With nearly 96,000 units sold year-to-date to end November 2020, Renault is leading the European EV market sales. Compared to last year, this figure represents an 80% increase in registrations. It is Volvo Cars, however that boasts the highest EV ratio in its new car sales: more than one in four Volvos sold in Europe today have a plug.
By way of comparison: the Renault-Nissan-Mitsubishi alliance (RNM) is flirting with the 10% mark as far as the EV ratio is concerned, according to data published by JATO. The lion’s share of the Renaults, Nissans and Mitsubishis that come with a plug is represented by the Renault Zoe (84,000 units of the aforementioned 96,000).
Renault and especially Nissan are not too fond of plug-in hybrids. The same cannot be said of Volvo Cars. Today, more than 25% of the cars it sells in Europe is a member of the Recharge family (XC40, XC60, XC90, S60, V60, S90, V90), Together with sister brand Polestar, the company says it will overachieve on the 2020 EU CO2 emissions target.
As a result, Volvo Car Corporation entered into a pooling arrangement with Ford offering their surplus CO2 emissions to Ford and potentially to other carmakers. By 2025 Volvo Cars aims for its global sales volume to consist of 50% fully electric cars, with the rest hybrids.
Daimler, Hyundai/Kia, BMW and JLR
Looking at the JATO numbers for the EU22 region from January to October 2020, the top five highest EV sales ratio OEMs are Volvo Car Corporation (27%), Daimler (<16%), Hyundai/Kia (15%), BMW (<15%) and JLR (>10%). Next to Volvo Cars, it is Mercedes-Benz that has seen its PHEV sales skyrocket this year.
Competitor BMW Group already had a strong market position with its “e” models (225 Active Tourer, 330e, 530e, X5) and can count on an armada of new models to maintain its growth rate (X1, X2, X3, 330e Touring, 545e, 530e Touring, plus the Mini Countryman). The BMW i3 is a steady seller in the urban BEV segment and is assisted in its effort by the Mini Electric.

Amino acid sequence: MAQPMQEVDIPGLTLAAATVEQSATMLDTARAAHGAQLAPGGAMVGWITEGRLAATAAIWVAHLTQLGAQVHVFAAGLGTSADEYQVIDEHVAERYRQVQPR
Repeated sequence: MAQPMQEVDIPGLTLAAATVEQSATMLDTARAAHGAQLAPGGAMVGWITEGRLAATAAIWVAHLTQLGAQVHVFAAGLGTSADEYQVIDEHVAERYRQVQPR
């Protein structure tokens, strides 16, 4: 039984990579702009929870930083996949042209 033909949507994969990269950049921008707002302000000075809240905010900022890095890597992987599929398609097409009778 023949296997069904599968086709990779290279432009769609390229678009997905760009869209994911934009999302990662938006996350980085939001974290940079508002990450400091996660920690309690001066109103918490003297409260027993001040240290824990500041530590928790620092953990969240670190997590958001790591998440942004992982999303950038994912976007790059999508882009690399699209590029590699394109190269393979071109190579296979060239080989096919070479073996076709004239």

Hyundai-Kia have long been building up their EV momentum with the Hyundai Ioniq, Hyundai Kona and Kia Niro, which now get the support of a plug-in hybrid Hyundai Tucson and Santa Fe as well as a pluggable Kia Sorento.
JLR mainly depends on the Jaguar I-Pace but has a lot of new PHEV models in its range to further increase its EV ratio: the Jaguar E-Pace and F-Pace will soon be available as plug-in hybrids, and so will the Range Rover Evoque, Land Rover Defender and Range Rover Velar.
VW Group has been pushing hard with the VW eGolf and its Up-based electric city cars. Audi is struggling to sell enough e-trons, but can count on new PHEV models (A3, A6, Q3, Q5) to reduce its emissions. The Skoda Superb is a popular PHEV choice, too. Finally, the Porsche Taycan is remarkably successful as a niche sports saloon.
Interestingly, PSA is only in eighth position with barely over 6% of its sales being EV, and yet it achieves its CO2 targets with ease. So does Toyota, which hardly sells any PHEVs and has no BEVs in its range – the Japanese OEM relies almost entirely on its HEVs to be compliant.
FCA has been very late to the EV party and only now starts delivering its first PHEVs in the shape of the Jeep Renegade and Compass. The new Fiat 500 and to a lesser extent the new Panda will make amends next year, but for 2020 FCA has decided to pool its cars with Tesla to avoid paying a monster fine.